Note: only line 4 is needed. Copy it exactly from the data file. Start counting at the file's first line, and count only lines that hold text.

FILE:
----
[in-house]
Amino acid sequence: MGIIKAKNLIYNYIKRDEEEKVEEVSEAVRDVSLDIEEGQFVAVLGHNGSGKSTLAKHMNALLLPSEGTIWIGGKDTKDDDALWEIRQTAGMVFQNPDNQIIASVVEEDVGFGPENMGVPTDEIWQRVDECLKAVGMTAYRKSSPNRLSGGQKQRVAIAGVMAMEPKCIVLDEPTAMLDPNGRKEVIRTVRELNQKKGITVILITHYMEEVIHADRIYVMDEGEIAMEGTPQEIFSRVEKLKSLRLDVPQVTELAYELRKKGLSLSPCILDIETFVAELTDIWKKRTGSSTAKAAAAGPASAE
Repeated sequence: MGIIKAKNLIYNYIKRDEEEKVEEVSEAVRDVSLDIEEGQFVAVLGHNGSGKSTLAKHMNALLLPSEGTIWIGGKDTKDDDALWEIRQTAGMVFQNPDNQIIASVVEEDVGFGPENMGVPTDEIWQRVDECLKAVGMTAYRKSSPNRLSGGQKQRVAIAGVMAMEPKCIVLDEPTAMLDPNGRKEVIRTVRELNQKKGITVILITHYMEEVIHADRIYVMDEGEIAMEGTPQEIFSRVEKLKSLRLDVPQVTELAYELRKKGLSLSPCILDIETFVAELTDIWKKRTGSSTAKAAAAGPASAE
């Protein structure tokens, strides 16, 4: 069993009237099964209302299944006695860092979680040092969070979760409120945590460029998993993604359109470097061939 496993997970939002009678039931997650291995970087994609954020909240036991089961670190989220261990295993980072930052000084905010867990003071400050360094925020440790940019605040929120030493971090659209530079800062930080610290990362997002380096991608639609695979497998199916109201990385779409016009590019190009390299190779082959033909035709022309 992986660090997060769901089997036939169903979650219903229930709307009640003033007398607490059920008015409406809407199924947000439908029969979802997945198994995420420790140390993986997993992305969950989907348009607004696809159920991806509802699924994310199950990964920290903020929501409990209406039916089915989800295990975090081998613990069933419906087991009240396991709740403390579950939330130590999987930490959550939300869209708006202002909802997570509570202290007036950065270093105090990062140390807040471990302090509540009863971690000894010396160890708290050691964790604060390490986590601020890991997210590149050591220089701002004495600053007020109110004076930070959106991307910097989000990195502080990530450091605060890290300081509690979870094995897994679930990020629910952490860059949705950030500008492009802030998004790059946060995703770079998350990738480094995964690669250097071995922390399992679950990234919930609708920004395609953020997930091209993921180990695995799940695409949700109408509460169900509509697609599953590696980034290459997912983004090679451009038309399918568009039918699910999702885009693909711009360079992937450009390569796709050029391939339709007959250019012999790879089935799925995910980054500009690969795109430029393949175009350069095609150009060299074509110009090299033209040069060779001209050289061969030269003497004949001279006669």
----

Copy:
């Protein structure tokens, strides 16, 4: 069993009237099964209302299944006695860092979680040092969070979760409120945590460029998993993604359109470097061939 496993997970939002009678039931997650291995970087994609954020909240036991089961670190989220261990295993980072930052000084905010867990003071400050360094925020440790940019605040929120030493971090659209530079800062930080610290990362997002380096991608639609695979497998199916109201990385779409016009590019190009390299190779082959033909035709022309 992986660090997060769901089997036939169903979650219903229930709307009640003033007398607490059920008015409406809407199924947000439908029969979802997945198994995420420790140390993986997993992305969950989907348009607004696809159920991806509802699924994310199950990964920290903020929501409990209406039916089915989800295990975090081998613990069933419906087991009240396991709740403390579950939330130590999987930490959550939300869209708006202002909802997570509570202290007036950065270093105090990062140390807040471990302090509540009863971690000894010396160890708290050691964790604060390490986590601020890991997210590149050591220089701002004495600053007020109110004076930070959106991307910097989000990195502080990530450091605060890290300081509690979870094995897994679930990020629910952490860059949705950030500008492009802030998004790059946060995703770079998350990738480094995964690669250097071995922390399992679950990234919930609708920004395609953020997930091209993921180990695995799940695409949700109408509460169900509509697609599953590696980034290459997912983004090679451009038309399918568009039918699910999702885009693909711009360079992937450009390569796709050029391939339709007959250019012999790879089935799925995910980054500009690969795109430029393949175009350069095609150009060299074509110009090299033209040069060779001209050289061969030269003497004949001279006669």